Goals of social equality, authentic assessments, and effective schools have peppered U.S. educational history. In response curricula, policies, and processes are constantly evolving to meet perceived needs. Nowadays "academic achievement" and "accountability" are of greatest interest to stakeholders. While students are tested for proficiency in a myriad of subjects and schools are held responsible for the outcomes, we are just beginning to understand the conditions that must exist within a school to ensure students are able to learn—what it takes for schools to be "ready." This study extends what has been recently learned about schools' readiness for kindergarten students, as defined by the National Education Goals Panel and measured by the High/Scope Ready School Assessment (2006a).
After examining the initiatives leading up to the Ready School movement, the current status of Ready Schools in Northeast Georgia is explored. This research reveals any relation between Ready School ratings and kindergarten student achievement, as well as student and school demographics and Ready School reporting. The dependent measure is the Georgia Kindergarten Inventory of Developmental Skills (GKIDS), and the independent variable is from survey data using the Ready School Assessment. This study examines 34 elementary schools in Northeast Georgia, including principals and kindergarten teachers, and over three thousand students' achievement data. Multiple linear regression analysis is employed to analyze the data. Implications for potential improvements and additional policy and practices as a means of evaluating a school's level of readiness to receive kindergarten students are addressed.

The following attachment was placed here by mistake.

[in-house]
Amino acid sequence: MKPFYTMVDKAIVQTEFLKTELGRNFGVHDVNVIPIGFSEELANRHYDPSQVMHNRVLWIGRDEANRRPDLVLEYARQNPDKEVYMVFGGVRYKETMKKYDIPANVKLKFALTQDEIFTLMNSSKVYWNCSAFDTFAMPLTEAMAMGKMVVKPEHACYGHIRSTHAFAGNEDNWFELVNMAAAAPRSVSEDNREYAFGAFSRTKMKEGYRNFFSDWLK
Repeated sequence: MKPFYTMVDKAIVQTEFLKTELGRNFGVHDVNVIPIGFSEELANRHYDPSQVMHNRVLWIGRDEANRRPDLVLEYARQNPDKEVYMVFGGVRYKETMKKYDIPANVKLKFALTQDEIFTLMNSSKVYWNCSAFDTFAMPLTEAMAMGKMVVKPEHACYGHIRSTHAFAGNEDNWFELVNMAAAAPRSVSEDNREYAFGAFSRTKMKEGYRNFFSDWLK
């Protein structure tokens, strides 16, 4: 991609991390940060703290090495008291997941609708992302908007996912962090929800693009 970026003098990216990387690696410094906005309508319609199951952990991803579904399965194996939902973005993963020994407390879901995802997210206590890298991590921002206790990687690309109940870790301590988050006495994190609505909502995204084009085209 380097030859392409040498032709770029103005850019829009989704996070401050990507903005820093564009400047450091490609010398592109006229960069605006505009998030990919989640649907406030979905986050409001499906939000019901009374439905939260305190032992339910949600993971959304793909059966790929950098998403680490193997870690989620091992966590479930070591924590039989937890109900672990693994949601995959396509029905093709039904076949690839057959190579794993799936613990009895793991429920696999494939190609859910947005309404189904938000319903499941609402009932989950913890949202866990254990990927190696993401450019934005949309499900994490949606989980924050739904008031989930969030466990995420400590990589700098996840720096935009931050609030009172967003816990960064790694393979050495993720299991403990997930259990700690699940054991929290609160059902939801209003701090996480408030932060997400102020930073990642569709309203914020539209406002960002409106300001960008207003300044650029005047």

|Commitee:||Benson, Barbara, Lucado, Charles|
|Department:||School of Education|
|School Location:||United States -- Georgia|
|Source:||DAI-A 73/12(E), Dissertation Abstracts International|
|Subjects:||Educational tests & measurements, Early childhood education, Elementary education|
|Keywords:||Assessments, Curriculum, Kindergarten, Ready Schools, Social demographics, Student achievement|
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